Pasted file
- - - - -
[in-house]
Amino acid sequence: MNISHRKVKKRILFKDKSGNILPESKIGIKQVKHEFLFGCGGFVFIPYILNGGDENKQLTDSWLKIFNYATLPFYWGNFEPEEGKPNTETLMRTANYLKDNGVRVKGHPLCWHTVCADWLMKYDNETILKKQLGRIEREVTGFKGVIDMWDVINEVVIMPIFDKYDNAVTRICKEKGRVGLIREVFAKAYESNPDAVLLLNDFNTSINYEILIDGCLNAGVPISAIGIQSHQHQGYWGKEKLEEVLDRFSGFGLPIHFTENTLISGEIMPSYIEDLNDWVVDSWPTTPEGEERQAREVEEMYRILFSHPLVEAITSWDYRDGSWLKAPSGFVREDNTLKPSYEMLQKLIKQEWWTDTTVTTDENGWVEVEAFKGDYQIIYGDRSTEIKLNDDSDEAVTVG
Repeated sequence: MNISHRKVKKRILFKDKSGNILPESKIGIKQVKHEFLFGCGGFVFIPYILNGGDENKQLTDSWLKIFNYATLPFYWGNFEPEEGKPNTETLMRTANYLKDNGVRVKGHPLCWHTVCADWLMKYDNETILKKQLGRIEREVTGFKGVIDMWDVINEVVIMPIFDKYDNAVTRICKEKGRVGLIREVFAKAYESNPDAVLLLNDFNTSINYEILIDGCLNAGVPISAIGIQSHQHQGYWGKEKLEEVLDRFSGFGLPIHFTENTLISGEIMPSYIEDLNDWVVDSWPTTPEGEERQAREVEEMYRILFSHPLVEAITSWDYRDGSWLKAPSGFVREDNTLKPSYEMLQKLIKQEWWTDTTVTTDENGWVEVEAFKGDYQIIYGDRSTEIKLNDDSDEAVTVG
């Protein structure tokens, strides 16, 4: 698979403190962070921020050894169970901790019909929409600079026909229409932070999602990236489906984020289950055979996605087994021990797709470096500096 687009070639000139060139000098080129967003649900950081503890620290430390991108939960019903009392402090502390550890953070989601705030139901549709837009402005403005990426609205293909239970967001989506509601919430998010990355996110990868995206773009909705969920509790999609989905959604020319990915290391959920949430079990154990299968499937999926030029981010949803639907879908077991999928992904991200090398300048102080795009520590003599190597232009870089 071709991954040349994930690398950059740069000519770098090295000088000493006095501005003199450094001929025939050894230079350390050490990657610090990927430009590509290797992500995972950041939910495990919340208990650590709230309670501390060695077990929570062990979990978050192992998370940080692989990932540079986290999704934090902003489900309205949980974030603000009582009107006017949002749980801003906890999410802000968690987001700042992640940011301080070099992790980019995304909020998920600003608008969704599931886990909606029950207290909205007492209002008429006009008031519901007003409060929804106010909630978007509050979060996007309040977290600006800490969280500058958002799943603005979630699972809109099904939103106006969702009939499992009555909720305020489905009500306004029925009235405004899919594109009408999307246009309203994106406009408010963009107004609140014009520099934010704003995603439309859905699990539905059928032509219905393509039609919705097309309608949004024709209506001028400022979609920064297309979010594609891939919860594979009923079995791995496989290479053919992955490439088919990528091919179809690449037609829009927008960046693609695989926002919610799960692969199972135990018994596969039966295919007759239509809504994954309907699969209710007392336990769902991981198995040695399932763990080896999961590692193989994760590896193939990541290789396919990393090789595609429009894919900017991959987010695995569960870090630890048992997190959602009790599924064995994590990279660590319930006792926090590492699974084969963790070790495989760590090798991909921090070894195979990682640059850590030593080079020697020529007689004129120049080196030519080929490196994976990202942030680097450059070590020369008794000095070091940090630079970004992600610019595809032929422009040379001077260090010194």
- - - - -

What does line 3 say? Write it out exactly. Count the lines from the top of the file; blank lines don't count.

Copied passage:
Repeated sequence: MNISHRKVKKRILFKDKSGNILPESKIGIKQVKHEFLFGCGGFVFIPYILNGGDENKQLTDSWLKIFNYATLPFYWGNFEPEEGKPNTETLMRTANYLKDNGVRVKGHPLCWHTVCADWLMKYDNETILKKQLGRIEREVTGFKGVIDMWDVINEVVIMPIFDKYDNAVTRICKEKGRVGLIREVFAKAYESNPDAVLLLNDFNTSINYEILIDGCLNAGVPISAIGIQSHQHQGYWGKEKLEEVLDRFSGFGLPIHFTENTLISGEIMPSYIEDLNDWVVDSWPTTPEGEERQAREVEEMYRILFSHPLVEAITSWDYRDGSWLKAPSGFVREDNTLKPSYEMLQKLIKQEWWTDTTVTTDENGWVEVEAFKGDYQIIYGDRSTEIKLNDDSDEAVTVG